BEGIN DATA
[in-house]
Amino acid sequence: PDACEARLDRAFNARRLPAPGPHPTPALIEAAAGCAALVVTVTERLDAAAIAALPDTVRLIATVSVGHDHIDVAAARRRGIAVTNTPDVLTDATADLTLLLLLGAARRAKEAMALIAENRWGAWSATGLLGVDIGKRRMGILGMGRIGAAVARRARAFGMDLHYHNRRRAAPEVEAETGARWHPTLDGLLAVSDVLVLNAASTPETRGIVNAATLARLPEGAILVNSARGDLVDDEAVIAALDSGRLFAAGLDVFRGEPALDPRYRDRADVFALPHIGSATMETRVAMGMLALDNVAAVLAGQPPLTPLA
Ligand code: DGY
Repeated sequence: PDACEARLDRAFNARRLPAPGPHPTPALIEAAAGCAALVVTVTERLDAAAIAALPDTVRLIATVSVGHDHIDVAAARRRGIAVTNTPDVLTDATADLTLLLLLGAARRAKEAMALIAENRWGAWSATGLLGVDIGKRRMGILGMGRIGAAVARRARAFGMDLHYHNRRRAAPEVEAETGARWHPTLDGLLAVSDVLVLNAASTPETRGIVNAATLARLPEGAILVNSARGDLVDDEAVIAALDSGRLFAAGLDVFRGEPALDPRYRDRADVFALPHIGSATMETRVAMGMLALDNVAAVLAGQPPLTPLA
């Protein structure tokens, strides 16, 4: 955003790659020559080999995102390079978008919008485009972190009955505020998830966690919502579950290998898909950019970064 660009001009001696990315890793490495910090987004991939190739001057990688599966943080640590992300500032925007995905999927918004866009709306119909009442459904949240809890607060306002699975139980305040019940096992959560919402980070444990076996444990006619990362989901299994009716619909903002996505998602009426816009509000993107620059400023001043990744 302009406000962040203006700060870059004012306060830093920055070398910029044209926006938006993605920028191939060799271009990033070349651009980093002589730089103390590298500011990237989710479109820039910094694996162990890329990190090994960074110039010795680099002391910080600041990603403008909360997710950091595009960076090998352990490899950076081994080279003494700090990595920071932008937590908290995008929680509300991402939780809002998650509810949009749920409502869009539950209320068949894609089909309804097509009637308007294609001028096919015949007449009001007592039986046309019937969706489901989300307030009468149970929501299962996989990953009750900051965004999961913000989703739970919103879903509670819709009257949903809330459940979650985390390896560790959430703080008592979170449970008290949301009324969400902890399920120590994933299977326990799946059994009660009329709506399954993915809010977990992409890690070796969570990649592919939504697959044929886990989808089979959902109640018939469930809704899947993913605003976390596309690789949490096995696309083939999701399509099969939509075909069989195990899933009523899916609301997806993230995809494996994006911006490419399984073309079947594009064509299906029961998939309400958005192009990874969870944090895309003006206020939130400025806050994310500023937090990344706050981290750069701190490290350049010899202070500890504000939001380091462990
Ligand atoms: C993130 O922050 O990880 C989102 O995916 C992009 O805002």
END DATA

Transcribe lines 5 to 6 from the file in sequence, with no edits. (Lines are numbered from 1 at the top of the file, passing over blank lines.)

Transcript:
């Protein structure tokens, strides 16, 4: 955003790659020559080999995102390079978008919008485009972190009955505020998830966690919502579950290998898909950019970064 660009001009001696990315890793490495910090987004991939190739001057990688599966943080640590992300500032925007995905999927918004866009709306119909009442459904949240809890607060306002699975139980305040019940096992959560919402980070444990076996444990006619990362989901299994009716619909903002996505998602009426816009509000993107620059400023001043990744 302009406000962040203006700060870059004012306060830093920055070398910029044209926006938006993605920028191939060799271009990033070349651009980093002589730089103390590298500011990237989710479109820039910094694996162990890329990190090994960074110039010795680099002391910080600041990603403008909360997710950091595009960076090998352990490899950076081994080279003494700090990595920071932008937590908290995008929680509300991402939780809002998650509810949009749920409502869009539950209320068949894609089909309804097509009637308007294609001028096919015949007449009001007592039986046309019937969706489901989300307030009468149970929501299962996989990953009750900051965004999961913000989703739970919103879903509670819709009257949903809330459940979650985390390896560790959430703080008592979170449970008290949301009324969400902890399920120590994933299977326990799946059994009660009329709506399954993915809010977990992409890690070796969570990649592919939504697959044929886990989808089979959902109640018939469930809704899947993913605003976390596309690789949490096995696309083939999701399509099969939509075909069989195990899933009523899916609301997806993230995809494996994006911006490419399984073309079947594009064509299906029961998939309400958005192009990874969870944090895309003006206020939130400025806050994310500023937090990344706050981290750069701190490290350049010899202070500890504000939001380091462990
Ligand atoms: C993130 O922050 O990880 C989102 O995916 C992009 O805002």